Gent Hyperelasticity


The Gent model is a hyperelastic model that was developed by Prof. Alan Gent in 1996. It is an \(I_1\)-based hyperelastic model with a finite stretchability.  The strain energy function is given by:

\( W = \displaystyle -\frac{\mu J_m}{2}\text{ln}\left( 1 – \frac{\overline{I}_1-3}{J_m} \right) + \frac{1}{d} \left( \frac{J^2-1}{2} – \text{ln}(J)\right). \)

In this equation: \( \overline{I}_1 = J^{-2/3} \text{tr}[\mathbf{b}] \), \( \mathbf{b} = \mathbf{F} \mathbf{F}^{\top} \), and \( J = \det[\mathbf{F}]\).

The material model uses 3 parameters that need to be determined from experimental data:

  • The shear modulus: \(\mu\)
  • The limiting value for \(\overline{I}_1-3\) called \(J_m\)
  • and the a bulk modulus value, either \(\kappa\) or \(d\) depending on the FE software.

The Cauchy-stress can be obtained from Equation (5.41) in my book:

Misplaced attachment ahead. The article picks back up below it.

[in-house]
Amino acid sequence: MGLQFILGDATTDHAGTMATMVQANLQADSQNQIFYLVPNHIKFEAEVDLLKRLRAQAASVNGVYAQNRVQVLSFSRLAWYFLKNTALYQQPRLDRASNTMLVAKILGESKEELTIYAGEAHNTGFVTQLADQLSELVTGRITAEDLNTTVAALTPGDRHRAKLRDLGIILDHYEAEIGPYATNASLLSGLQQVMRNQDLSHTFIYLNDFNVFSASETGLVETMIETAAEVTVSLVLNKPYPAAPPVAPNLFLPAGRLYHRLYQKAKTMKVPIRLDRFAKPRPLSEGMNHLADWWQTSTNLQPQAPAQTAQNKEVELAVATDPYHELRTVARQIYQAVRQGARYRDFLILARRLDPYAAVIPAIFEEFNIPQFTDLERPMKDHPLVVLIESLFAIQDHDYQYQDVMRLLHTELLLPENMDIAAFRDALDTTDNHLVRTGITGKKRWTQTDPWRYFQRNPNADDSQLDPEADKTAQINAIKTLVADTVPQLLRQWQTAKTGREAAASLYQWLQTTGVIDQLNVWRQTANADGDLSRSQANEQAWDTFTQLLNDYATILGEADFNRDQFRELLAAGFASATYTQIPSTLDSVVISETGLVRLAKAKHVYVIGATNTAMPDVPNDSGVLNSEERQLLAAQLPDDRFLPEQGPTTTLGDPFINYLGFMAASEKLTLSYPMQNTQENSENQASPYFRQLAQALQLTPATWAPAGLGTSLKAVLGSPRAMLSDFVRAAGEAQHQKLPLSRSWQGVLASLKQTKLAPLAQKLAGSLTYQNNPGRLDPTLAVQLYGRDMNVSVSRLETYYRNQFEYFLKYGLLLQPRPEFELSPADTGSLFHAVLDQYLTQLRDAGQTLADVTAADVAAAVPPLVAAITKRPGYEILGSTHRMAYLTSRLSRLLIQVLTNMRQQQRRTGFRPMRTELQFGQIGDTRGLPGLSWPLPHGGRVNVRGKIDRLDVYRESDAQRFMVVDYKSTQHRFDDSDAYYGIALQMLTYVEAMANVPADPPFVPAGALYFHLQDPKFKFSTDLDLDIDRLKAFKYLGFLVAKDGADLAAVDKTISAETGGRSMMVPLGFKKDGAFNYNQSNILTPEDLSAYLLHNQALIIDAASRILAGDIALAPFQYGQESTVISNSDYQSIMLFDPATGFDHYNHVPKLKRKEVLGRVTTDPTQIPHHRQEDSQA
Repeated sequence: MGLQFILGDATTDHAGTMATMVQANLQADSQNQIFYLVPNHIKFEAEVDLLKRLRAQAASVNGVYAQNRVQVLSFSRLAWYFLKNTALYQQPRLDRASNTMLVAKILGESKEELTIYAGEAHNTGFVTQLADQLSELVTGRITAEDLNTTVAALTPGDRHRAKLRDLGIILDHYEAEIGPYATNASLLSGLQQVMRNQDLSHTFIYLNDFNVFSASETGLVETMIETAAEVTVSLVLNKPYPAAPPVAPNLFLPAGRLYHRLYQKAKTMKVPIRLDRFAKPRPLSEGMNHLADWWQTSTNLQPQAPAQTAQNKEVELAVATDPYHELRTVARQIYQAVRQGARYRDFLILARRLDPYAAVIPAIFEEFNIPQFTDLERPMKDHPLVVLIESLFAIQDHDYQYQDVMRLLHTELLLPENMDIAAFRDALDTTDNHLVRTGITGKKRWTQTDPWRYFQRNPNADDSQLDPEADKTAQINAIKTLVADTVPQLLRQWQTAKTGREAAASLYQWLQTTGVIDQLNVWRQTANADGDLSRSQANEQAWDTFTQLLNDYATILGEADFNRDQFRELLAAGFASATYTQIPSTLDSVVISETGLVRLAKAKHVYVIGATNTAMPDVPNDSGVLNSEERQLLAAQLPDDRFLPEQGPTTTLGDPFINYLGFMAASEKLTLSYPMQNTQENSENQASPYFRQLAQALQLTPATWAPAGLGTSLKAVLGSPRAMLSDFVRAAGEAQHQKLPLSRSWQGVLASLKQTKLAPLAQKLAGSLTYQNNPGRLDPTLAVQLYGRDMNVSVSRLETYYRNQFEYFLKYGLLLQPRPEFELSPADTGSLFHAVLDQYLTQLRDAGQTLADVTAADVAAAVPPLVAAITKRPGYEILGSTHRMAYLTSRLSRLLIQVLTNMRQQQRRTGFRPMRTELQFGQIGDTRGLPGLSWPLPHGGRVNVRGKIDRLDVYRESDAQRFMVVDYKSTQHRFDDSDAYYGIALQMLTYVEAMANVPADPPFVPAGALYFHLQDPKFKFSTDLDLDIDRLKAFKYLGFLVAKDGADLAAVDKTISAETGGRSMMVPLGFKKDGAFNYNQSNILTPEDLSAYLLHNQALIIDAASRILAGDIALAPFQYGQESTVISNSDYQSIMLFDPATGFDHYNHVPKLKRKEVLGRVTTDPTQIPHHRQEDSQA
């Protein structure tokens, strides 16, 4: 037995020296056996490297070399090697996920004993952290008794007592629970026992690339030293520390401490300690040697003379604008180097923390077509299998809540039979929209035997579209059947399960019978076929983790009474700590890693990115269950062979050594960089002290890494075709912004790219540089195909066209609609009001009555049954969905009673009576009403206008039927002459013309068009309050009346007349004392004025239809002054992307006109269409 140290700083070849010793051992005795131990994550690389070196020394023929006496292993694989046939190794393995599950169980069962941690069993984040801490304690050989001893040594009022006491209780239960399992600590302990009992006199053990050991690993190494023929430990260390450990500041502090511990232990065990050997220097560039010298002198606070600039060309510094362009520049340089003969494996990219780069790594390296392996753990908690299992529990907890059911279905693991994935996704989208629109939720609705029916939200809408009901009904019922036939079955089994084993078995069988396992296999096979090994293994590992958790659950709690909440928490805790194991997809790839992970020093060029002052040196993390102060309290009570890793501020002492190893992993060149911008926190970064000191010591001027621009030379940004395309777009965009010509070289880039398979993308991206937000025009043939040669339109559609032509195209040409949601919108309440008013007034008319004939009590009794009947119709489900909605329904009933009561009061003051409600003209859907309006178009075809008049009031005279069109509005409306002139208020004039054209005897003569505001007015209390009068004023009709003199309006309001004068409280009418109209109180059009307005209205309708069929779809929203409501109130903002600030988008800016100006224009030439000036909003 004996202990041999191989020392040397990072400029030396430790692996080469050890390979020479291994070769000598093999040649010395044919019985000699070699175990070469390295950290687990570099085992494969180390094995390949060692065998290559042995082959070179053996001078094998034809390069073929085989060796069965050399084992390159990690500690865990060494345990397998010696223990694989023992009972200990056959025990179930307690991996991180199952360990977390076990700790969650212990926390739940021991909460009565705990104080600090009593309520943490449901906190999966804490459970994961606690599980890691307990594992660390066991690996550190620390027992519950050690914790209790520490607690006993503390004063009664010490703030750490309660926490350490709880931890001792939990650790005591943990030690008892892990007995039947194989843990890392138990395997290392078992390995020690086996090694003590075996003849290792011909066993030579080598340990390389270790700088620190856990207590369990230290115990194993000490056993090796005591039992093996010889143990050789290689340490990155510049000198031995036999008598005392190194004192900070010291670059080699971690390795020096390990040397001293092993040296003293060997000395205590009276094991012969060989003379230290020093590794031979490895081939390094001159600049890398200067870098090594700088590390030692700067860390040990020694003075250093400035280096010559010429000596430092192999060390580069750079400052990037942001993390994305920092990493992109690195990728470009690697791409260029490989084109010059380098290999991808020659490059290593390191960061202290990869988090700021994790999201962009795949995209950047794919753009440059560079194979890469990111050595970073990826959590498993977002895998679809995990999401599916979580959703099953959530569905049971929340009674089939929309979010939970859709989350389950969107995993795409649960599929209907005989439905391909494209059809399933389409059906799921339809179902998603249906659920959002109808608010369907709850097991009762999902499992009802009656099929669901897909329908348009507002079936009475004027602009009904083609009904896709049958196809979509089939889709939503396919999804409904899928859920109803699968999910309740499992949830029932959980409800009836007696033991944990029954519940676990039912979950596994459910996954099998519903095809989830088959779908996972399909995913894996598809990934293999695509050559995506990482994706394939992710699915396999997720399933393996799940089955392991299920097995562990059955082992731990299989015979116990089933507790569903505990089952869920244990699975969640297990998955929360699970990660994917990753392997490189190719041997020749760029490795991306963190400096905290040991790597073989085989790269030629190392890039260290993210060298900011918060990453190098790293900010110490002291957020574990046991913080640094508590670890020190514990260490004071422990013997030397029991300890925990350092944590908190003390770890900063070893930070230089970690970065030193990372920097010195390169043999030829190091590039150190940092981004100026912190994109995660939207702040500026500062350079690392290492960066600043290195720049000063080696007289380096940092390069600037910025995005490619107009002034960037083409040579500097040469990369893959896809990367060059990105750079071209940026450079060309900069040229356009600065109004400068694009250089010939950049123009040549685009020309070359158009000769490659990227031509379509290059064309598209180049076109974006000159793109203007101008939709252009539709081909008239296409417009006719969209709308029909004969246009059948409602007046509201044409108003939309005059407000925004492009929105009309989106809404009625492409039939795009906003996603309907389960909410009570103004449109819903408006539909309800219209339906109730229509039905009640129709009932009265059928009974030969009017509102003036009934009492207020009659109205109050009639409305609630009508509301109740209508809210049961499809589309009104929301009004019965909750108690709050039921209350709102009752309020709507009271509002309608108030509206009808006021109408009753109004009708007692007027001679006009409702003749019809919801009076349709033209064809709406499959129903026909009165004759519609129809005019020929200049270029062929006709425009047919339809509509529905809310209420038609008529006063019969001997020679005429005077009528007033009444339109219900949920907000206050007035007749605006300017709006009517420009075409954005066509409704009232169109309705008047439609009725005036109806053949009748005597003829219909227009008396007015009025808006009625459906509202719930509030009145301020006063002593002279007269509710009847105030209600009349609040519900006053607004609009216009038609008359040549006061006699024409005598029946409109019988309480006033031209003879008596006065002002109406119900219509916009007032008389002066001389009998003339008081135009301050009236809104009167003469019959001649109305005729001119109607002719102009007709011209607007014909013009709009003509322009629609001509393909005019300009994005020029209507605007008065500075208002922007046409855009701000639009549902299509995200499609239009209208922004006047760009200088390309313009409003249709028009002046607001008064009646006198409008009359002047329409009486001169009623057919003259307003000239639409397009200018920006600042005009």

\( \displaystyle\boldsymbol{\sigma} = \frac{2}{J}
\left[ \frac{\partial W}{\partial I_1^*} + \frac{\partial W}{\partial I_2^*} I_1^* \right] \mathbf{b}^*
– \frac{2}{J} \frac{\partial W}{\partial I_2^*} \left(\mathbf{b}^*\right)^2
+ \left[ \frac{\partial W}{\partial J}
– \frac{2 I_1^*}{3J} \frac{\partial W}{\partial I_1^*}
– \frac{4 I_2^*}{3J} \frac{\partial W}{\partial I_2^*}
\right] \mathbf{I}. \)

The Gent hyperelastic model is a built-in feature of Ansys Mechanical, and COMSOL Multiphysics. The model is also available in the PolyUMod library.


To evaluate the accuracy of the Gent model I compared the model predictions to experimental data for a natural rubber obtained by Treloar [“The Physics of Rubber Elasticity”, Oxford Classic Texts]. The following figure shows the calibration results from MCalibration.

Gent Model Summary

  • The Gent model is one of my favorite hyperelastic models:
    • Easy to use
    • Easy to calibrate
    • Only need uniaxial experimental data
    • Always stable
  • Is similar to the Arruda-Boyce Eight-Chain model in many ways
  • Available in both Ansys Mechanical and COMSOL Multiphysics
  • Does not capture viscoelastic or viscoplastic effects.

More to explore

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